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What does a day in being a chef look like?

I am a sophomore in High school that is continuing to expand his knowledge on becoming a Chef. Having insight in what a day in their life looks like would benefit me in knowing what I should be expecting if I do choose this career pathway. #chef #cooking #culinary-arts #culinary


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Riley’s Answer

I did not pursue a culinary career, but I have worked in a few restaurants in the past and I feel I have a pretty good idea of what the head chef does. I worked at a high-end dinner restaurant as well as a counter service place on my college campus, but what I observed from the chef was pretty much the same. They always got to work before anyone else and started checking how the kitchen was left by the night staff. They would go through a checklist of ingredients we need and make sure we were well stocked. By the time the regular kitchen staff arrived, they already knew what foods we were out of for the day and what foods (like sauces and sandwich toppings) needed to be prepped before opening the restaurant. Once we were in full swing of the shift, the chef mostly walked around monitoring all the stations. When we were busy, they would usually pitch in and help out at whatever station was overwhelmed, but other than that they mostly just made sure all the food was being prepared how they designed it and that the kitchen was running smoothly.

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Robert’s Answer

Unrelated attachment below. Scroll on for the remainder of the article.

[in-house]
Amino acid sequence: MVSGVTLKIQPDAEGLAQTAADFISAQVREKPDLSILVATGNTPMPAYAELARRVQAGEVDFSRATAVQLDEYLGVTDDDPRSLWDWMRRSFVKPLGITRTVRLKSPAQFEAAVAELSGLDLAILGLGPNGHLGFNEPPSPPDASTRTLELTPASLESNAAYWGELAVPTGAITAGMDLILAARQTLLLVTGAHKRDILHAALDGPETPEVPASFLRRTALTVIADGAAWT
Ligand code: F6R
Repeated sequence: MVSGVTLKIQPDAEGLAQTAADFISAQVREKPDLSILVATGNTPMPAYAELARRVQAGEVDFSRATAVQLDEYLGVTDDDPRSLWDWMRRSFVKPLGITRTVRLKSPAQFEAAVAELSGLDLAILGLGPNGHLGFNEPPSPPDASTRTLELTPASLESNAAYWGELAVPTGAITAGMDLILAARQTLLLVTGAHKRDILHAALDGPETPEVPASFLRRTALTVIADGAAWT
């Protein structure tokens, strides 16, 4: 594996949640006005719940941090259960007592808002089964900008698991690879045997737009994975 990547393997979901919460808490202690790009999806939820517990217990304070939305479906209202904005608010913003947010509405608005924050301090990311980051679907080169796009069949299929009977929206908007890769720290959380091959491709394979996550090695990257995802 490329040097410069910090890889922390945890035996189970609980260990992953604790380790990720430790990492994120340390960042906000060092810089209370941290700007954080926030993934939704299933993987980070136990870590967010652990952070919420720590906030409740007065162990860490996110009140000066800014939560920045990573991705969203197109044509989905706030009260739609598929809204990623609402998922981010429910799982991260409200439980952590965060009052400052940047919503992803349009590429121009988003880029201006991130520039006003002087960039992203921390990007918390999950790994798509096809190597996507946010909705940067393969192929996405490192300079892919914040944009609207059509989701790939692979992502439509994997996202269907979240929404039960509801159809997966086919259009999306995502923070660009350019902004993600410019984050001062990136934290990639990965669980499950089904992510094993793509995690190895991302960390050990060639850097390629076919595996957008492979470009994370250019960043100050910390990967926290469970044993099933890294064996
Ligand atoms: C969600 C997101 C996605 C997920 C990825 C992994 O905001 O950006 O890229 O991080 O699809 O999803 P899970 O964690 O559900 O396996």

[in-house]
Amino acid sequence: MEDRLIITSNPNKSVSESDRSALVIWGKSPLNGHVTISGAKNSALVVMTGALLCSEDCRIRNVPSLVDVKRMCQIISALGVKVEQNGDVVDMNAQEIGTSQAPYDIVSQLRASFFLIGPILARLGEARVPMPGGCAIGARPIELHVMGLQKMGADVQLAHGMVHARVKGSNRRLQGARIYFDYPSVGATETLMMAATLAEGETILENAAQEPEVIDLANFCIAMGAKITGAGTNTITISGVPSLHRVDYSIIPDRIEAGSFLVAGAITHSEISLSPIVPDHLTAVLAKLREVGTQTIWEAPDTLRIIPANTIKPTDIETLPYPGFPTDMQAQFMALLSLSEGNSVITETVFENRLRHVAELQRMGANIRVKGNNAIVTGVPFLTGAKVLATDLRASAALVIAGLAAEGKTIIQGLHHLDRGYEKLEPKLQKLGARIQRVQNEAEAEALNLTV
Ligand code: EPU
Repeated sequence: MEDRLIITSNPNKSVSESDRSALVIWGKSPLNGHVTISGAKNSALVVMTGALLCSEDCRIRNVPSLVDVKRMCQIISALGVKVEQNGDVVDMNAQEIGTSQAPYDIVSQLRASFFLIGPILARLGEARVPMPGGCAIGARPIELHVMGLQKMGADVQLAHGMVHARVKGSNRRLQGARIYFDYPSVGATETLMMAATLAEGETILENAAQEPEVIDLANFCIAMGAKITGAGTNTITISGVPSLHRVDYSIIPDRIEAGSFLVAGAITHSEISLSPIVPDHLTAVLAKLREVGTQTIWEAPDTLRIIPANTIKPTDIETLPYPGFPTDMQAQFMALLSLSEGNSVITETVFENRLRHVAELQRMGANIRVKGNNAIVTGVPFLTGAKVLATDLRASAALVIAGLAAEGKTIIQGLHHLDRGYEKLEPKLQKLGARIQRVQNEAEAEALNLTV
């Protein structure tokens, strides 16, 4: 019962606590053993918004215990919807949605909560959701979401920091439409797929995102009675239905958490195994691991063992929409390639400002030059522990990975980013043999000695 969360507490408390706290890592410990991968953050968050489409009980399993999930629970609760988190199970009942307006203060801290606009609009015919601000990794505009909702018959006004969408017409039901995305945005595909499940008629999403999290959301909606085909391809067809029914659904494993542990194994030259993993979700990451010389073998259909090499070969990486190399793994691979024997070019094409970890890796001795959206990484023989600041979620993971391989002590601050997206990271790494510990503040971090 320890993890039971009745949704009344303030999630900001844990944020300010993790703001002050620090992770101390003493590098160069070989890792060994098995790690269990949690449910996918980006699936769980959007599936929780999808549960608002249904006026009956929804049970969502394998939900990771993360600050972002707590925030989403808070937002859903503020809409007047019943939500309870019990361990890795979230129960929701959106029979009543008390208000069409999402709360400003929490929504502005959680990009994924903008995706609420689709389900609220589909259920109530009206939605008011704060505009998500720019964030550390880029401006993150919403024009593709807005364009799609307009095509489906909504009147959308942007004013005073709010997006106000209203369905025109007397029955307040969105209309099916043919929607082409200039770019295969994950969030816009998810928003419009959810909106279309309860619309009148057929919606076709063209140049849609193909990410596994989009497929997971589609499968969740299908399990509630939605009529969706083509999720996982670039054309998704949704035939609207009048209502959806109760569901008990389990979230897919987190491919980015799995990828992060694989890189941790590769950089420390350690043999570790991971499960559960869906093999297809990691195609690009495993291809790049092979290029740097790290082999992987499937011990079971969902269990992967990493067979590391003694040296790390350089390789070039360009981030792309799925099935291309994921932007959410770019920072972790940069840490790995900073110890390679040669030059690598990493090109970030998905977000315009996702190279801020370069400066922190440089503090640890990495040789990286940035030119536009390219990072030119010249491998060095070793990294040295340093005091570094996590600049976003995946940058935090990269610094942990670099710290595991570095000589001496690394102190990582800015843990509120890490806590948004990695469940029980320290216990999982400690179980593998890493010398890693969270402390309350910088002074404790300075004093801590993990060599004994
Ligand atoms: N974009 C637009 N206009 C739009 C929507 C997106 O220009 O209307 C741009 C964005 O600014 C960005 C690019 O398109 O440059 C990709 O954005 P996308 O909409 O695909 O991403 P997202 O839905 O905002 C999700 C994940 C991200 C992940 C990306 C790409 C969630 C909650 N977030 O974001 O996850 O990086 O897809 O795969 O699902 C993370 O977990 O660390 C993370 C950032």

Brayden U,

A Chefs life in a day can be very rewarding and yet very demanding. For me I have worked the healthcare side of Culinary which is in my mind a better way to go than a restaurant. restaurant chefs can be a dime a dozen and you may work 14-16 hour shifts depending on where you are.
So my day usually started at 6am where I would plan out the day for myself and my crew. we fed 390 residents daily, breakfast, lunch and dinner.
I had 7 people in my crew including cooks and dishwashers. not including the 5 for front of the house.
So on to my day, I would prep for breakfast until my morning cook came in, and would help plate breakfast and lunch. While I was not in the kitchen I would attend meetings ( never enough meetings), create menus, create recipes, order the food, create schedules, control food and labor cost, while keeping my head above water each day. So with this in mind, anyone can throw a proverbial wrench in my day. so if a cook or dishwasher called in sick, I would try to find replacements for this person or do the work myself. Answer question from the higher ups, talk to the residents, do assessments for dietary use, and learn as much as I can from those around me.

Chef Robert Mingus

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Tsering’s Answer

Hi Brayden,

I'm not a chef but I suggest checking out videos on Youtube or blogs talking about a chef's day-to-day. Additionally, you might want to reach out to chefs of local restuarants and those working in various settings within the culinary field. Hope this helps!

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Dennis’s Answer